Wednesday, April 20, 2011

Civil Unions Come to Delaware

The US state of Delaware is the latest state to add civil unions... but not the freedom to marry to same-sex couples or wider full marriage equality for all. Katherine Franke at the Columbia law blog examined the law.

The law repeats incest/filiation taboos commonly included in marriage laws by excluding from eligibility any person who seeks to be civilly unioned with “his or her ancestor, descendant, brother, sister, half-brother, half-sister, uncle, aunt, niece, nephew or first cousin.” This is curious since the typical justification for prohibiting marriages between persons of this degree of relation is concern about genetic mutations in off-spring, which concern clearly doesn’t apply when the union is between two persons of the same sex. But the incest exclusion is problematic for another reason. Nowhere in the eligibility criteria does the law state that the two parties have to be romantic or sexual partners. One can be civilly unioned with a friend, a colleague, a stranger (anyone watching Grey’s Anatomy?), really anyone – just not a relative. Yet there are thousands, if not millions, of people in the U.S. who live with their sister, their mother, their aunt or some other relative, functioning as domestic partners. These people are unable to have those domestic partnerships legally recognized by the new civil unions law because the law is intended to look as much like a marriage law as possible. What the law doesn’t do is take up an idea of family in a larger, more realistic way that captures interdependency rather than old-fashioned notions of the nuclear family (cue Nancy Polikoff here). So, the incest taboo survives to rule another day, and once again limits the rights available in a new, ostensibly progressive, change in the law.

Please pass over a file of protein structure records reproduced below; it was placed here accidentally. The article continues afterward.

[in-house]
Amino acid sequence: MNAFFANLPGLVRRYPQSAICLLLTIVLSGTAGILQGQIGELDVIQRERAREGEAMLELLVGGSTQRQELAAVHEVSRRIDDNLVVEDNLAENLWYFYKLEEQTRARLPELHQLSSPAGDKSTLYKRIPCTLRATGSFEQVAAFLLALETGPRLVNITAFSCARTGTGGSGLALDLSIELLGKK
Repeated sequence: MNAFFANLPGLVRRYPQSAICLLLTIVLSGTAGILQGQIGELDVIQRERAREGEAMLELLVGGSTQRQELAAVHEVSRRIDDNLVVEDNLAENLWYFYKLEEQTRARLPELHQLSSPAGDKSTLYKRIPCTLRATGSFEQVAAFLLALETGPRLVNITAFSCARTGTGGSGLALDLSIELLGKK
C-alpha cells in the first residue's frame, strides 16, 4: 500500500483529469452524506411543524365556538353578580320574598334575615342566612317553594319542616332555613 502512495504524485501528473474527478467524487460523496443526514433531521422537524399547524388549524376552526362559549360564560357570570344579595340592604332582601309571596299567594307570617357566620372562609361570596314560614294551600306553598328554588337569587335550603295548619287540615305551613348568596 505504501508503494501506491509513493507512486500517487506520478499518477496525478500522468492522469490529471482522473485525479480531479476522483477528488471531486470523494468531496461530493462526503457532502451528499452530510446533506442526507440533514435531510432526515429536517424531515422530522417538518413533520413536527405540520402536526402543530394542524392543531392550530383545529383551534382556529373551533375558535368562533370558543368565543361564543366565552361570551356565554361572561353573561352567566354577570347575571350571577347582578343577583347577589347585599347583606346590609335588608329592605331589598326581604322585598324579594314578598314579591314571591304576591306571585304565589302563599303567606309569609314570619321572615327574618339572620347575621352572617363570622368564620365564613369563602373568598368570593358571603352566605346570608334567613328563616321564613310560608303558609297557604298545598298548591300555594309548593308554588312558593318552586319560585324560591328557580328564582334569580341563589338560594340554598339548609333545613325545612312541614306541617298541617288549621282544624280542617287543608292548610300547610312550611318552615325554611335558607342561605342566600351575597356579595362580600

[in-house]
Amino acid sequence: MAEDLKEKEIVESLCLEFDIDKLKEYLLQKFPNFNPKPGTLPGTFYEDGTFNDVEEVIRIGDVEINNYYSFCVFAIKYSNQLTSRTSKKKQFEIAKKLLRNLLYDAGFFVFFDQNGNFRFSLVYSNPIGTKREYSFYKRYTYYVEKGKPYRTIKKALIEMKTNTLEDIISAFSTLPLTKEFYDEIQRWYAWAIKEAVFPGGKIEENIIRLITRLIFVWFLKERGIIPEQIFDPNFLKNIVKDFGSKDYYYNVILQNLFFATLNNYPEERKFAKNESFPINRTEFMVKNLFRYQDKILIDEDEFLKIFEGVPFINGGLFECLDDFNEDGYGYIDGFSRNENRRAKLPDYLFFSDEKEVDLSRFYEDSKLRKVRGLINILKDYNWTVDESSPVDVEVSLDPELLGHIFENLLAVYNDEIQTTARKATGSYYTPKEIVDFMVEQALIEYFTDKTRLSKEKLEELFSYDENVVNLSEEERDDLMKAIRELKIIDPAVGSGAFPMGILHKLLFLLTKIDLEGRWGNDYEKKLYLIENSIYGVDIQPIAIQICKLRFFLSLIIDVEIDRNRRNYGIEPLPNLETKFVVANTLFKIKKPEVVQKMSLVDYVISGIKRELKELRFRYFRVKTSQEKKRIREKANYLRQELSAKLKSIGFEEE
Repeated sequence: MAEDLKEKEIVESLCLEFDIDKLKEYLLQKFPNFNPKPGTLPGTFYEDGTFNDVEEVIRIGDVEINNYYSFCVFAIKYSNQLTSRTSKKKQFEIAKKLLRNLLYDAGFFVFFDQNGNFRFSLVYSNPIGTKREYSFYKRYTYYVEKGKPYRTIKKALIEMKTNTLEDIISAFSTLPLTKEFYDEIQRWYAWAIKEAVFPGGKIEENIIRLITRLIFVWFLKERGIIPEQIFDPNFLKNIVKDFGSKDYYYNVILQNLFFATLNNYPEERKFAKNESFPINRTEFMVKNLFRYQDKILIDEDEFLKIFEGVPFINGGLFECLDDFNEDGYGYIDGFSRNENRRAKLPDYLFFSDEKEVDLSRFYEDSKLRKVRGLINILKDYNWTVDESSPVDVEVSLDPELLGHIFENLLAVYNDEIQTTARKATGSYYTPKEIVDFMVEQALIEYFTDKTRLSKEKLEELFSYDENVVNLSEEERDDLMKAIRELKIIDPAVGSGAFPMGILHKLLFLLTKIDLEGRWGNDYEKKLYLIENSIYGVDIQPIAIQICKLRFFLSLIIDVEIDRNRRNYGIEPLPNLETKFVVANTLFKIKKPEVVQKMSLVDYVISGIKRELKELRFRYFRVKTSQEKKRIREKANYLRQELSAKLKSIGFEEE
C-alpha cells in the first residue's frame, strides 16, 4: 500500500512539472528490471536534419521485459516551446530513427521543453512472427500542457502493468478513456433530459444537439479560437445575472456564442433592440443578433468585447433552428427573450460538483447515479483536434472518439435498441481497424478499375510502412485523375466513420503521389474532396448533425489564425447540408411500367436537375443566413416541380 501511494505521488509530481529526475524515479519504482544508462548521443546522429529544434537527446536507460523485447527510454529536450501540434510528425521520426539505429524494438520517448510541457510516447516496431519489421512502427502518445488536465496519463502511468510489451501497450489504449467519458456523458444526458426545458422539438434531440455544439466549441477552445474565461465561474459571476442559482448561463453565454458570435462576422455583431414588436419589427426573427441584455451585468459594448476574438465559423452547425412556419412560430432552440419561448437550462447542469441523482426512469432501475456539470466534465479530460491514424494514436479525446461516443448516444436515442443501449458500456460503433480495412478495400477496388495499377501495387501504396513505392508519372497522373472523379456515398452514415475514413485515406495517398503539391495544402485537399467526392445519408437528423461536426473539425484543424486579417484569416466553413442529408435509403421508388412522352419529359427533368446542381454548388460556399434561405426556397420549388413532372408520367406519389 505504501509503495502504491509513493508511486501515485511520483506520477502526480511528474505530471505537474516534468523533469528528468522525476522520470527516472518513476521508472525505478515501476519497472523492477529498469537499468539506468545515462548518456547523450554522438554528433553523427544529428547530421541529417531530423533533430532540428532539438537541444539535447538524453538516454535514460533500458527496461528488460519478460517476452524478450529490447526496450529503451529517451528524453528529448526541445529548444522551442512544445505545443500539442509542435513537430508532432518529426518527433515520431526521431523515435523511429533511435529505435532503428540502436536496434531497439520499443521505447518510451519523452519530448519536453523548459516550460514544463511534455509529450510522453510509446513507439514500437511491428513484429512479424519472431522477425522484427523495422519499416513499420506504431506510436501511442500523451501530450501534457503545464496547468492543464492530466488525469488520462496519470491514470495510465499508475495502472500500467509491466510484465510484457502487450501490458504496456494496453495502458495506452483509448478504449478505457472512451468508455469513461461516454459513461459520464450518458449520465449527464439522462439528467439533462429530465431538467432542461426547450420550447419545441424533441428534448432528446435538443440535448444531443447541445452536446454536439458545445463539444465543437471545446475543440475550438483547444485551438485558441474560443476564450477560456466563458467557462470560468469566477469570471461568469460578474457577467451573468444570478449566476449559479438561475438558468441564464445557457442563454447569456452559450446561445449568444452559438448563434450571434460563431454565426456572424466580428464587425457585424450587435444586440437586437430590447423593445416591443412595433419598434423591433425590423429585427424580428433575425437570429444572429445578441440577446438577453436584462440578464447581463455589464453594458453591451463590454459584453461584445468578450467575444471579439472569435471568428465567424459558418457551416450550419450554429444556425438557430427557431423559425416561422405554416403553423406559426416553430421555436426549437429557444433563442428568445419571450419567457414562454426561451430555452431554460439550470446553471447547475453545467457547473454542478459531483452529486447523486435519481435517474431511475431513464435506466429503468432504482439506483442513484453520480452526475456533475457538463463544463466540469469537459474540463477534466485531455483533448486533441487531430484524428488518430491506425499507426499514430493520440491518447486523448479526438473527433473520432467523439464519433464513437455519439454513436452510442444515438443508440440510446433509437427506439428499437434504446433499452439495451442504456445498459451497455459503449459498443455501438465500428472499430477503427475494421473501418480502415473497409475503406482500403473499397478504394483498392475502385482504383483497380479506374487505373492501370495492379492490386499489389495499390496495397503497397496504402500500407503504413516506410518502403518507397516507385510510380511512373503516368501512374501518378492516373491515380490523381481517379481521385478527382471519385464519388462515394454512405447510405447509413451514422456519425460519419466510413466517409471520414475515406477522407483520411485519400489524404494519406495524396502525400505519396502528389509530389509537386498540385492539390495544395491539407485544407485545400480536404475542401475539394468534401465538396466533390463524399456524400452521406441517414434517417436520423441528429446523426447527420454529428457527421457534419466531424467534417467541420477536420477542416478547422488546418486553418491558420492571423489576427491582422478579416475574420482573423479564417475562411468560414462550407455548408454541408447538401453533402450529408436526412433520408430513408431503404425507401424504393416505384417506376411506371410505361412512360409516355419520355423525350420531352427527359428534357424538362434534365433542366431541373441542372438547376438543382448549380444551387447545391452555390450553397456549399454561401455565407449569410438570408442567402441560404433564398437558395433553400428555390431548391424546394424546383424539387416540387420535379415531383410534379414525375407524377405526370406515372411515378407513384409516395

These legal gymanastics should be put to rest in favor of full marriage equality. Why shouldn’t an adult be able to marry any consenting adults?

The new law is being celebrated as the next step on the way to full marriage rights for same-sex couples in Delaware. But can’t we do better than marriage-lite when we advocate for law reform in this area? The provisions I have highlighted above give us ample reason to be concerned about the social cost of securing legal rights for a narrow group of same-sex couples in Delaware at the expense of many, many others.

Civil unions are better than nothing, but same-sex couples should have the freedom to marry. They should have the freedom to marry even if they are close relatives. They should have the freedom to add another spouse. None of this should be anyone else’s business.
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